Finding Your Peace As The World Re-Opens: 7 Survival Strategies for BIPOC Mental Health

By Dr. Charmain Jackman




We have been in unprecedented times during the last year. We have faced the death of loved, watched our mental health decline, experienced profound loneliness, worried about this generation of BIPOC youths, lost jobs, lost homes...and the list can go on. The important message is that if you are reading this, it means you survived. Here are a few tips that can help you now go from surviving to thriving!


1. My Peaceful Place Meditation:


When I am having trouble sleeping or I am feeling keyed up or anxious, I will pull out my favorite meditation exercise, the peaceful place meditation. I have been using this meditation more recently as a way to cope with the eruption of racial violence in our country. The exercise involves visualizing a “peaceful place” by engaging the 5 senses (sight, sound, smell, feel, and taste). While this exercise is typically less than 10 minutes, I feel extremely relaxed afterwards. My peaceful place is a beach scene in Barbados. You can hear/experience me guiding you through the peaceful place meditation at www.innopsych.com/resources.


2. Write (or Talk) It Out:


Journaling is a strategy that I recommend to clients frequently. It allows you to connect with your emotions, your thoughts, and to notice patterns in your life. The process of reflecting can help you to break unhealthy patterns. While many people use journals to get their thoughts out, you can also use audio journaling or video journaling to help with your reflection process. Check out our fresh journal design on www.innopsych.com/shop.


3. Gratitude Shapes Your Attitude:


Starting and ending your day by listing 3-5 things you are grateful for is a powerful way to shift your mindset when you are distracted by the negative aspects of life. As a Black woman, thinking about my physical safety or the safety of my family members produces significant anxiety. Generating a gratitude list immediately brings a smile to my face, awakens my pleasure center, and puts me in a good mood. Research shows that people who practice gratitude are more likely to accomplish goals and to have better overall emotional functioning. So when I notice that I start down the path of thinking of all the bad things that can happen to me and my family, I use the gratitude list to shift my perspective.


4. Focus on Success


Unfortunately, no matter how much success I have accomplished in life, imposter syndrome often creeps in and then spirals into perfectionism. As a Black woman working in a field where Black Psychologists make up about 5% of all psychologists, it is no wonder why. One strategy that I discovered recently was the profound impact on writing down 2-3 successes in a journal every day. It helps to shift my thinking from failure to success, and helps to put that pesky imposter syndrome, and the anxiety that comes with it, in check. Many people often say look to your failures to help. WHile that can be helpful, my philosophy is to focus on success. When we experience a win, the pleasure center in our brain responds and we experience joy. Building joy pathways is where we want to put our attention.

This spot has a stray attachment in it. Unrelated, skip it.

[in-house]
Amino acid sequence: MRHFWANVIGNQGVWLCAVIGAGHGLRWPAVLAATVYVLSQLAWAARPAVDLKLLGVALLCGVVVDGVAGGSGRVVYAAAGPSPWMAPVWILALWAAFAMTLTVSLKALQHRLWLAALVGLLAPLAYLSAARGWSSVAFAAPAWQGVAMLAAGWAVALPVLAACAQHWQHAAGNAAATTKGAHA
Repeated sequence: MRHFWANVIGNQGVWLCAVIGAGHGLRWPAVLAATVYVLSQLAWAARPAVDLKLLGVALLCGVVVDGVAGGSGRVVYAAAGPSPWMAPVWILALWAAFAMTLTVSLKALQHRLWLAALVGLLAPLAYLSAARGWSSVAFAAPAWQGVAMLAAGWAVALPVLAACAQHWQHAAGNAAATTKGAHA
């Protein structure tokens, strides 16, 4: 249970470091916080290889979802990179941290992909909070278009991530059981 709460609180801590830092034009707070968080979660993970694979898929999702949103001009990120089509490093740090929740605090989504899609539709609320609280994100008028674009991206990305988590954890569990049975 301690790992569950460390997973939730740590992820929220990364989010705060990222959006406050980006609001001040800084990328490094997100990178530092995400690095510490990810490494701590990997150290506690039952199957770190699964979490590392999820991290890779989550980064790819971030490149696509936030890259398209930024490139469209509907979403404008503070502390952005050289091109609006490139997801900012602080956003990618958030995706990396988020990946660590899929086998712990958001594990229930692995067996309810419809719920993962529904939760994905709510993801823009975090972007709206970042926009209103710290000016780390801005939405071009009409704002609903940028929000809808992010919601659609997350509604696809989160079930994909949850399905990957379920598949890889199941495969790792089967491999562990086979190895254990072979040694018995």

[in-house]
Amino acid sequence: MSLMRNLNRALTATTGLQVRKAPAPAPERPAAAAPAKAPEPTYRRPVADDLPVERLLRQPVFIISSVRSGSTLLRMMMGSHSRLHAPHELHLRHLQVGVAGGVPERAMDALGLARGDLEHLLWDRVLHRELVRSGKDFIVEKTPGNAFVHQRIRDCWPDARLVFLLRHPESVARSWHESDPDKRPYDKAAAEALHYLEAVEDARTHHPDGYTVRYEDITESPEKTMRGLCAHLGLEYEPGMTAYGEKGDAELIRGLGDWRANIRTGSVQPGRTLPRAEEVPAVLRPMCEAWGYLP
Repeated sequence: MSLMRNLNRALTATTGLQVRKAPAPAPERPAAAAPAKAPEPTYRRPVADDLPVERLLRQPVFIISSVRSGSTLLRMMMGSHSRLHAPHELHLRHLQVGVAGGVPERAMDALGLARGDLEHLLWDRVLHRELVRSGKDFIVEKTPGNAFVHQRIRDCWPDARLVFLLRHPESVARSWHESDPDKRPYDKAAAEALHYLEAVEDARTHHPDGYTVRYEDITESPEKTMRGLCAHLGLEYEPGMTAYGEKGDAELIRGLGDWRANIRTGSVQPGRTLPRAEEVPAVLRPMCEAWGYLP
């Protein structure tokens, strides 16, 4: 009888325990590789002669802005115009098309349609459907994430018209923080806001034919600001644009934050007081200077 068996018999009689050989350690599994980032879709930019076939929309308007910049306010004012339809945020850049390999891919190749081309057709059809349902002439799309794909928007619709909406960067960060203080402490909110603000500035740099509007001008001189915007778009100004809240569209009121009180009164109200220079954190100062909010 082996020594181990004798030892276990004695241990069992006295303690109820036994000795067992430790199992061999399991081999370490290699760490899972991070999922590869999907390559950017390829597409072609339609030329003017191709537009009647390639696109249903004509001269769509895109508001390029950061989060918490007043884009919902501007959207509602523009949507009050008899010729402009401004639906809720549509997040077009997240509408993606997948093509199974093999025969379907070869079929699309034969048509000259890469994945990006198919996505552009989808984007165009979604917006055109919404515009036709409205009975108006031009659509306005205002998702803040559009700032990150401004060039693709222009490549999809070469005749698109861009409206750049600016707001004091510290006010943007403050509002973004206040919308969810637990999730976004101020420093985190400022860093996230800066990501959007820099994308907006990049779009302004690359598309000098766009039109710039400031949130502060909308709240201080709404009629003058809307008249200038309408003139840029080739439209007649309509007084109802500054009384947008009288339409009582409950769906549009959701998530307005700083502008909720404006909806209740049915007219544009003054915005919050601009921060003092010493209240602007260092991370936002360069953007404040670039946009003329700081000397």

5. Lavender Shower and Sleep:


When I am stressed out, I pay the price with lack of sleep. My mind and body just have a hard time turning off the worries. I love aromatherapy, but lighting a candle as I am trying to fall asleep is not safe. So when I discovered lavender oil a few years ago, I was beyond delighted. My bedtime routine now consists of sprinkling a few drops of lavender oil in a hot steamy shower. The scent gets infused in the shower and truly works to clear my mind. By the time I am out of my 20-minute steamy shower, I am so relaxed that I can immediately fall asleep. Sometimes, I’ll sprinkle a few drops of Lavender oil on my pillow, if I need an extra dose of calm!


6. Social Media and News Cleanse:


When COVID-19 hit, I noticed that I was listening to the news cycle all day, following along on social media, and talking to friends around the globe on Whatsapp. After a week of this routine, I had to pull away because I was feeling anxious and afraid, and the uncertainty just made it all worse. I recall that I was telling clients to limit their news intake, but I was not listening to my own advice. So, I told my friends in the Whatsapp groups that we needed to add in other stories into the conversations, and I also reduced how often I checked by turning off my notifications. These actions all helped me to regain balance and to feel more in control again.


7. Affirmations and Self-Love:


As a parent and mother of two Black children, I am always looking for ways to build up my children’s self-esteem. Beyond books and telling them how wonderful they are, I have found using an affirmation jar is a great way to bring positivity to our conversations. We created an affirmation jar, where we wrote down positive words and statements on pieces of paper and then put them in a jar. At lunch or dinner, we each choose a piece and reflect on what is written on the paper. This has been a great way to get my children to talk about themselves and to share in a culture of positivity and self-love.



Charmain F. Jackman, PhD, is a licensed psychologist in Massachusetts and the founder of InnoPsych, Inc., a national therapist of color directory aimed at making it easier and faster for people of color to find therapists of color. She is also the creator of the The My Time To Thrive: Feel. Heal. Grow™ card deck which are designed to promote healing and emotional wellness in communities of color. Dr. Jackman’s work intersects diversity, equity, and inclusion and mental health, and she supports organizations in developing strategies to support the mental health needs of their employees of color. Learn more at: www.innopsych.com and follow on Instagram, Twitter and Linked in at: @InnoPsych and @AskDrCharmain.